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Memento Mori

11/20/16

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"Who then is the faithful and wise steward, whom the Lord puts in charge of his servants to give their food allowance at the proper time?" The word put in charge' is what Paul tells Pastor Titus to do in Crete: "Appoint elders in every city as I directed you." This is the word Hebrews consistently uses for "appointing" priests. And who does Paul say are stewards of the mysteries of God? Pastors.

This text is about what I'm to be doing for you. I'm to be giving you your food allowance at the proper time. And what time is it? It's the Last Sunday in the Church Year. It's New Year's Eve, and surely you noticed that what the despairing pastor does in the Gospel eat, drink, and get drunk, typifies the world's New Year's Eve. Memento mori typifies ours.

That's Latin for "remember to die." The expression is said to date to ancient Rome when during a general's triumph a slave would whisper it in his ear meaning "remember you have to die." That's what this slave does for you each Ash Wednesday. I put ashes on your forehead and say, "Remember you are dust and to dust you shall return."

Memento Mori. The world discourages this. How many times have I heard this year: you can expect to live 30 or more years after retirement. That seems like a deliberate forgetting of death. And maybe it's my age, but every other ad is about retirement planning. I went to a financial planner. He showed me a graph with 3 dozen lines going across it each mapping out the possible courses of my next 40 years. He said, "You have a 95% chance of not outliving your money." I noted that not one graph stopped short of age 95. Memento mori indeed.

Remember the term amortality from a sermon last year? According to Time that's the belief that you can live in the same way, at the same intensity, doing and consuming the same things from the late teens till death (23 March 2009, 53). In that sermon, I referred to an 84-year-old super model. A few weeks ago, I saw a bare chested, buff 85-year-old male vigorously striding down the runway. Memento mori? Are you kidding? Forget death. It's a downer, a loser. Eat, drink, and be merry for there is a 99.9% chance you won't die to tomorrow. Death is so remote for you that you need not think about it at all.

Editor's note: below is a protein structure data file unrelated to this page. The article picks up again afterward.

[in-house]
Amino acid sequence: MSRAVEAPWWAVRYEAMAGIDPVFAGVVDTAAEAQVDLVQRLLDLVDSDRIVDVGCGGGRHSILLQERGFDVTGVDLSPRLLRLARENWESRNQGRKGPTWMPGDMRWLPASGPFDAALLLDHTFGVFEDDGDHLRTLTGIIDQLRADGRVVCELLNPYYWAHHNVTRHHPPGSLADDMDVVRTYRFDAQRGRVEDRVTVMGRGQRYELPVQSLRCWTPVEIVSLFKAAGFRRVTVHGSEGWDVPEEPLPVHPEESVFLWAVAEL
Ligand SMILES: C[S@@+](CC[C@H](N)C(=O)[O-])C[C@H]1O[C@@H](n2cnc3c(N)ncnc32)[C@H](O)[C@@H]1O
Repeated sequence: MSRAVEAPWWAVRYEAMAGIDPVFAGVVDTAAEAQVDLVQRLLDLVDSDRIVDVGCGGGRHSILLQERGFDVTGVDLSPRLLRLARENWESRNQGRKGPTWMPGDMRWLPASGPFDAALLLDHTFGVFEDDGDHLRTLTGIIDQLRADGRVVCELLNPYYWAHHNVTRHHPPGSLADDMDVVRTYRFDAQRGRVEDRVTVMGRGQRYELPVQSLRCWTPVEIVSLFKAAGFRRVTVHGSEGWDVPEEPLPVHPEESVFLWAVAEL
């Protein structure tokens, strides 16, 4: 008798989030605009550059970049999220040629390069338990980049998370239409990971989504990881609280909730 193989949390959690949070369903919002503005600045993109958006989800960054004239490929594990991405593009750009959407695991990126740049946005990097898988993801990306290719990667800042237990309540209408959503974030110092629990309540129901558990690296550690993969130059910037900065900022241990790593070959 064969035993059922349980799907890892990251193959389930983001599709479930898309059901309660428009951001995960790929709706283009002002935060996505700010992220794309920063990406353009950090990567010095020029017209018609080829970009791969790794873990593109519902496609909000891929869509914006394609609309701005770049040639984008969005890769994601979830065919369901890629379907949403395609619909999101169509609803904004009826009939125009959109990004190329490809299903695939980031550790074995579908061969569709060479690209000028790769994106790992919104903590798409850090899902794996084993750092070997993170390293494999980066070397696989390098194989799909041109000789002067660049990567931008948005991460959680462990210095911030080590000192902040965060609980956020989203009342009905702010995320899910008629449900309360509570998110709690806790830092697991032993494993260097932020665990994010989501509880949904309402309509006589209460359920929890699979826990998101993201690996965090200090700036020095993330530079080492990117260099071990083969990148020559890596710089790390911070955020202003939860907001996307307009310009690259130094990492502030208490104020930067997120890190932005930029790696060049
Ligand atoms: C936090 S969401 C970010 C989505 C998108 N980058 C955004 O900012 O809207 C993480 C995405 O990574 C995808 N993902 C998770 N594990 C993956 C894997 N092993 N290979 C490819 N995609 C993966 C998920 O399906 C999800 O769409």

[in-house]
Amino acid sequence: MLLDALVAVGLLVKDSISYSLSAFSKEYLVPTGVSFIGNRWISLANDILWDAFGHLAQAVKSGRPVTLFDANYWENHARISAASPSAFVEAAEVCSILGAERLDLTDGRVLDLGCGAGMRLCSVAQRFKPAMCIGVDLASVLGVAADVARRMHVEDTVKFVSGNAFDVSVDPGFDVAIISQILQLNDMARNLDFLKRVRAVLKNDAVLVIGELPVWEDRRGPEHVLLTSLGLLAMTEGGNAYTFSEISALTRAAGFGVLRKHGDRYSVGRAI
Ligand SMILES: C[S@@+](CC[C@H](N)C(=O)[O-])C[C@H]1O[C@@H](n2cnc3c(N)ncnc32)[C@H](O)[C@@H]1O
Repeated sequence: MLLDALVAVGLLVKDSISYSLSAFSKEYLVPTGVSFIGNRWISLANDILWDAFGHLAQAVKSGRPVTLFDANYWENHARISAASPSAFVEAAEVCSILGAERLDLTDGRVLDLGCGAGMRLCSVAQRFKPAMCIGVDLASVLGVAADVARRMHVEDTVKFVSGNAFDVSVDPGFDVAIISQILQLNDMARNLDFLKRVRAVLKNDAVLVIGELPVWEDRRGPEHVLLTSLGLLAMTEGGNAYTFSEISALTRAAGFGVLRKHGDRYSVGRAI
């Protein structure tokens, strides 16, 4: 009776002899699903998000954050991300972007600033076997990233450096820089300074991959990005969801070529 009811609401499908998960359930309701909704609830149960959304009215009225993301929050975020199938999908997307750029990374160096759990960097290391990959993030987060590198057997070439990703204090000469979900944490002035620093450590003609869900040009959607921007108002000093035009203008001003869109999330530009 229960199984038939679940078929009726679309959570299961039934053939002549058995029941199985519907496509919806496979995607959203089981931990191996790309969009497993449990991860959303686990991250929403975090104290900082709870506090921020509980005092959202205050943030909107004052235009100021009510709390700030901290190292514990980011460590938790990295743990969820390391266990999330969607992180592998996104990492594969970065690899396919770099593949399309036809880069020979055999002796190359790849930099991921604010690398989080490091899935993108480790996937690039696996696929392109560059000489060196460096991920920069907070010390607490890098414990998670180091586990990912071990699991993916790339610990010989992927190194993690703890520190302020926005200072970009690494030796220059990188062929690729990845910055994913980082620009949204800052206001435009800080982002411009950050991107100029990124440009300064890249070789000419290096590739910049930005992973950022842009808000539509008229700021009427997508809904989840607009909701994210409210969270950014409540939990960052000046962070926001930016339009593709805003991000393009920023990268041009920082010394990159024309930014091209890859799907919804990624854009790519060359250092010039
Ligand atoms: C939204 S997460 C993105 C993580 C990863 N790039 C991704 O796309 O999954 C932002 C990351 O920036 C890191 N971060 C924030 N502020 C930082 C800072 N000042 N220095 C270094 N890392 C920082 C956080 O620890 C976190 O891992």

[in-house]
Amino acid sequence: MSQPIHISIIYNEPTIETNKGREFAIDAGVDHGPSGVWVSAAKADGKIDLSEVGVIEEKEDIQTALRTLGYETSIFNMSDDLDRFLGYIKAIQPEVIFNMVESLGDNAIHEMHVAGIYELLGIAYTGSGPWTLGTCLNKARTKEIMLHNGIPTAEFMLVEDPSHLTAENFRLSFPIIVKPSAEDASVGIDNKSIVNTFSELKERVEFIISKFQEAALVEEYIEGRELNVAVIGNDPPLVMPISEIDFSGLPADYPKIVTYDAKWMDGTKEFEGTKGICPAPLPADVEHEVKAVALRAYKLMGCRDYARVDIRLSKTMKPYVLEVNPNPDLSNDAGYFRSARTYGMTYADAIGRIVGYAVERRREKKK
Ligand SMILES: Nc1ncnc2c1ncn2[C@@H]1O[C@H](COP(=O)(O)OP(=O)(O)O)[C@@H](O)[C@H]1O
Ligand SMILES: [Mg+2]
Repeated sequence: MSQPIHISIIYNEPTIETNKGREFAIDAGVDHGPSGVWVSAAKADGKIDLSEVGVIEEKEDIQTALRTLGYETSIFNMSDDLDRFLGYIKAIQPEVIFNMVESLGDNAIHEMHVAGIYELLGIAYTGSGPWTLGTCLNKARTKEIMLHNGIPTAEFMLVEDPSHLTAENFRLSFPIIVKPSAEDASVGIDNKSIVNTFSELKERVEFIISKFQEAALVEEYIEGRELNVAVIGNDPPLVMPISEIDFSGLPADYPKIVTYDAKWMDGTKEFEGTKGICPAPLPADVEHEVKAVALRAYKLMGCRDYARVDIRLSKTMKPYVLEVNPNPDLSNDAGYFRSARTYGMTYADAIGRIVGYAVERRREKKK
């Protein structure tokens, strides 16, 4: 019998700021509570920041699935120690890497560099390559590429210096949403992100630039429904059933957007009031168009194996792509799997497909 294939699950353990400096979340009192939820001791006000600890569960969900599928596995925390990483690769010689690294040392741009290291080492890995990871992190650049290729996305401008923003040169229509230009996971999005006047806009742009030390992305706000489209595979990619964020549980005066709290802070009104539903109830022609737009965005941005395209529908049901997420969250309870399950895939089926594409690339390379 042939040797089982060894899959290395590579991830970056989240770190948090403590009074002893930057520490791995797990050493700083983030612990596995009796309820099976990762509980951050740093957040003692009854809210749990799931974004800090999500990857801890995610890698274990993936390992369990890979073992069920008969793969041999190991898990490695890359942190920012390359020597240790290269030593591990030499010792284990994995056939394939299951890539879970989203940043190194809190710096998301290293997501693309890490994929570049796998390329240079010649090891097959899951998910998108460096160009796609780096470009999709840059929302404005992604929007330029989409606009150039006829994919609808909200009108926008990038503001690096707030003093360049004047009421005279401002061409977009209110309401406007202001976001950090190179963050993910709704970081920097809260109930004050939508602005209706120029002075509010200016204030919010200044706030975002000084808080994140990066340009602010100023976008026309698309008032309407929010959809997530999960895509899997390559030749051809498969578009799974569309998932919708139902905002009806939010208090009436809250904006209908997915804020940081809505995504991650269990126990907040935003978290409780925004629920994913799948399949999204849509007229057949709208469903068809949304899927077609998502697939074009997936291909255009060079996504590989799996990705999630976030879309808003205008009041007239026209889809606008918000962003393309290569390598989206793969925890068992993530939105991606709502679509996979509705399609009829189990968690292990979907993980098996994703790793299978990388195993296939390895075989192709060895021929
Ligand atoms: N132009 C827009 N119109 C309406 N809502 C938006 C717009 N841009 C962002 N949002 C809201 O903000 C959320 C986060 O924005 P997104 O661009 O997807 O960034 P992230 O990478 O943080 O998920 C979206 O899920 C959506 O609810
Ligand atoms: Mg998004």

I wouldn't be a faithful steward if I let the Lord's servants feed on that lie. Luther didn't. He quotes in a sermon St. Jerome saying, "'Whether I am eating or drinking, sleeping or awake or doing something else, the voice always sounds in my ears, Arise, you dead. Come before the judgment''" (LW, 58, 143). Luther himself said that he had only two days on his calendar today and that day (Illustrations for Biblical Preaching, 296). Not me. I have all 365 days not only on this year's calendar, but next, and the next, and the next. That's why we pray to memento mori.

We prayed it in the Introit: "Show me, O Lord, my life's end and the number of my days; let me know how fleeting is my life. You have made my days a mere handbreadth; the span of my years is as nothing before You. Each man's life is but a breath." If you pray come Lord Jesus' before meals, you remind yourself that Jesus could come for you at any moment. That table prayer is based on Jesus' last words, "Behold, I am coming soon." "Amen, come Lord Jesus," John writes in reply and we pray.

In the Lord's Prayer, we remember our death, twice! We pray, "Thy kingdom come." That's not just a prayer for the spread of the reign of Christ by the Holy Spirit working through Word and Sacrament. No, that's also a prayer for the Lord to bring us to His kingdom where faith gives way to sight. That's death. In the last petition, "Deliver us from evil", we pray for God to give us "a blessed end and graciously take us from this valley of sorrow to Himself in heaven."

We memento mori when we sing Simeon's song after Communion. We say "Lord lettest Thou Thy servant depart in peace according to Thy word." The Word Simeon refers to is the one where the Lord promised him that he would not see death until he had seen the Savior. After communing we haven't just seen Him: we've eaten and drank Him. Communion given to someone on their deathbed is called viaticum. That's means literally "bread for the journey" (ODCC, 1436). Two things. You don't have to be communed on your deathbed in order to be able to make the journey to see your Savior. Second, by celebrating Communion here each Sunday I'm being a faithful and wise steward giving the Lord's servants their Bread for the journey. Whether they're here eating it is on them.

I don't want you to suffer the fate of the pastor in the text. He forgot his own mortality thinking he had plenty of time to get his act together before His Lord would return for him. Jesus says, "The Lord of that slave will come on a day when he does not expect him and at an hour he is not aware of." The pagans said when the gods come in judgment they wear wool socks. And the true God's judgment is a fate worse than death. He skins that faithless pastor, cuts him in two, and then he damns him. Remember that!